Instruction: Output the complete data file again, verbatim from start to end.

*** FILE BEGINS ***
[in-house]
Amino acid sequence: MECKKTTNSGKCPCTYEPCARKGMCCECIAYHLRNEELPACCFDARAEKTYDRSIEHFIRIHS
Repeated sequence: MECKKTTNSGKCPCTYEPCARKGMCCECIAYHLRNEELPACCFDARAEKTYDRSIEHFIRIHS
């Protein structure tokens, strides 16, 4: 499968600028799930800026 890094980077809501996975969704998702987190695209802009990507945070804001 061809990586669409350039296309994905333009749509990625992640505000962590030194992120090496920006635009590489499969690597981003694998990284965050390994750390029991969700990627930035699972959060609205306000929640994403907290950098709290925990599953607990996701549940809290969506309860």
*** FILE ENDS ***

[in-house]
Amino acid sequence: MECKKTTNSGKCPCTYEPCARKGMCCECIAYHLRNEELPACCFDARAEKTYDRSIEHFIRIHS
Repeated sequence: MECKKTTNSGKCPCTYEPCARKGMCCECIAYHLRNEELPACCFDARAEKTYDRSIEHFIRIHS
């Protein structure tokens, strides 16, 4: 499968600028799930800026 890094980077809501996975969704998702987190695209802009990507945070804001 061809990586669409350039296309994905333009749509990625992640505000962590030194992120090496920006635009590489499969690597981003694998990284965050390994750390029991969700990627930035699972959060609205306000929640994403907290950098709290925990599953607990996701549940809290969506309860």